By Hamid Yazdan Panah*
Now that a supposed “historic” framework of political understanding has been reached between Iran and the international community, it may be worth looking at the role played by the Iranian regime’s lobby in the United States, and what its actual interests are.
I’m speaking of course of the National Iranian American Council or NIAC, which has been in the news recently after it lost an embarrassing court decision, and was sanctioned for legal misconduct, including withholding evidence of its lobbying activities from the court.
To no-one’s surprise, its notorious talking head, Trita Parsi, was all over the nuclear talks in Lausanne.
Of course NIAC has fought long and hard to achieve two things, present the pariah regime in Iran as a friendly partner to the West, and to fight tooth and nail for the removal of sanctions against the regime. Their agenda does not include the promotion of human rights, or exposing the vast inequities in everyday life under the ruling theocracy. Although it has sought to cast itself as an Iranian-American organization, one can identify its real interests by those who benefitted the most from the positions NIAC has fought so hard for.
We can start with the Supreme Leader, Ali Khamenei, who has endorsed the deal, and all signs indicate that he stands to benefit from the deal. There is little reason to believe that Khamenei is not celebrating the nuclear deal as a strategic victory for the regime, particularly in relation to gaining economic relief.
While NIAC has sought to nominally distance itself from Khamenei and his retinue, the facts speak otherwise. During his trip to Lausanne, Parsi was photographed by Revolutionary Guards’ news agency, Fars News, cozying up to Hossein Fereidoon, brother of Iranian President Hassan Rouhani.
Iran’s chief negotiator, Javad Zarif, has been extensively linked to Parsi. Both have been working hard on the same goals, namely selling the West on just how friendly and amiable Iran regime can be. According to information released in NIAC’s failed lawsuit, for a long time Parsi communicated and coordinated his activities with Zarif.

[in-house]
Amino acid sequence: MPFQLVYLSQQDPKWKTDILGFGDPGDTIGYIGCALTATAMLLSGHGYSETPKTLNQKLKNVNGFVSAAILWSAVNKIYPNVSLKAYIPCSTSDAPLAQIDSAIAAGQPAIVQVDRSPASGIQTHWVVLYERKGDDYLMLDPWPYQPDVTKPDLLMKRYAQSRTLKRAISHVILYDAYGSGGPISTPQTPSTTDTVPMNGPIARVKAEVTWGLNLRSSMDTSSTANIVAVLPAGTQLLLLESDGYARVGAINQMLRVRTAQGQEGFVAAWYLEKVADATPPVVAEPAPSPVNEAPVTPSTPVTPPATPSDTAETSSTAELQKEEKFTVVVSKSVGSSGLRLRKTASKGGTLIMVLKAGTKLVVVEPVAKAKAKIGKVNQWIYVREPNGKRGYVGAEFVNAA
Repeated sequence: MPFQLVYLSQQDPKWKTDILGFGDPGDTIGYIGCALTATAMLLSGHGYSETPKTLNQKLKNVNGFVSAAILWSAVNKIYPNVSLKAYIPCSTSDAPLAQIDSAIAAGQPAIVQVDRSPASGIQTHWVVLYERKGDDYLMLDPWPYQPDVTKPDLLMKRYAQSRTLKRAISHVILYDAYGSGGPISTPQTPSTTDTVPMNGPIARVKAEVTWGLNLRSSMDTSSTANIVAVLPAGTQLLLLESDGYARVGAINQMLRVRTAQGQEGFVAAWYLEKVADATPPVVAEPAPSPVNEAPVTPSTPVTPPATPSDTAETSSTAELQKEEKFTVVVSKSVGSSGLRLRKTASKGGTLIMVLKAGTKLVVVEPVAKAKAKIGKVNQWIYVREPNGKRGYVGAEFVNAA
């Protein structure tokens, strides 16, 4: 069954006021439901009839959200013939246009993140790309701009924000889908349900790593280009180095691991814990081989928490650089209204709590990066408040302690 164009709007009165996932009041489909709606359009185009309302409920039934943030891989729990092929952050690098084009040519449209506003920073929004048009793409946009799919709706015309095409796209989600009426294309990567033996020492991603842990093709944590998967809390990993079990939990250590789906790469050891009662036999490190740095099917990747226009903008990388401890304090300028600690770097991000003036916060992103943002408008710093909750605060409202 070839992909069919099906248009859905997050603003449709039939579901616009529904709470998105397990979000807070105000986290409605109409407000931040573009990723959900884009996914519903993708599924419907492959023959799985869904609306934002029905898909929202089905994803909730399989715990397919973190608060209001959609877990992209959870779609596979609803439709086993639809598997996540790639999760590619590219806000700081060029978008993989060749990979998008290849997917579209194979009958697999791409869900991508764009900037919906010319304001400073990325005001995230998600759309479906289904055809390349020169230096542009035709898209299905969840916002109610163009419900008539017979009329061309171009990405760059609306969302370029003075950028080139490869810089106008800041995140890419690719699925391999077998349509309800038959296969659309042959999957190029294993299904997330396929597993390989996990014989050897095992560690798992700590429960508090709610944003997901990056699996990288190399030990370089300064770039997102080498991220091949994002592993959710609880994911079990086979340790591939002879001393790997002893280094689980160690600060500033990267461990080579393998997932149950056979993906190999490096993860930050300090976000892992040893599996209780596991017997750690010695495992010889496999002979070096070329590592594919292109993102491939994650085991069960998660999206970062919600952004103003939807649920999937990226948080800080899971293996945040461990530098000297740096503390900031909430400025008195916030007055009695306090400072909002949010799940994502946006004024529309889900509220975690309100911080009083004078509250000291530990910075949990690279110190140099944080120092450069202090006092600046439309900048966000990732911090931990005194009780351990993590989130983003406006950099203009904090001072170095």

The Iranian Revolutionary Guards have also indicated support for the nuclear deal. It should also come as no surprise that Parsi has shown no scruples by advocating against designating the IRGC as a terrorist organization.
Earlier this year, Parsi went on record claiming that Iran’s Supreme Leader would be the biggest loser of any nuclear deal with the United States. This narrative of course stands in direct contradiction with a report by Reuters: “One of the chief beneficiaries of this week’s easing of Iranian sanctions is the country’s ruler – Supreme Leader Ayatollah Ali Khamenei.” Supreme Leader, much like Parsi and many of NIAC’s backers, stands to gain financially from the suspension of sanctions on Iran.
Other beneficiaries include the oil lobby. Bloomberg recently ran an article entitled; “Iran Riches Coveted by Big Oil After Decades of Conflict,” discussing just how eager the multinational firms are to engage with a regime which runs its state run oil industry for the benefit of Khamenei and those in his Mafia. “Iran is the big prize,” said Oswald Clint, an oil analyst at Sanford C. Bernstein & Co. NPR reported “Framework Nuclear Deal Could Be Good News For Iran’s Oil Sector”. The regime of course uses the oil money to fund its terrorist activities abroad, and enrich its ruling mafia.
Iranian journalists have documented Parsi’s former links to Iranian oil businessmen in the past, which raises questions as to just who and what NIAC is lobbying for. Although Parsi has sought to paint his opponents as anti-Iranian warmongers, the truth is that one can readily support human rights and democratic change in Iran, while opposing both war and appeasing a totalitarian regime.
While Parsi claimed that the biggest victor of these negotiations were the Iranian people, one need look no further than the public executions in Iran to see the grim reality for those who live under such a barbaric regime. It should also be abundantly clear that political developments which strengthen the theocracy in Iran are not in the best interests of the Iranian people.
Now that a so called “historic” agreement has been reached, it will be interesting to see how Parsi spins this victory as a defeat for Khamenei, despite the fact that the latter has final say in all of these matters. What should not be in question is exactly what interests and goals NIAC serves.
*Hamid Yazdan Panah is an attorney focused on asylum and immigration in the San Francisco Bay Area. He is also a human rights activist focused on the Middle East and Iran.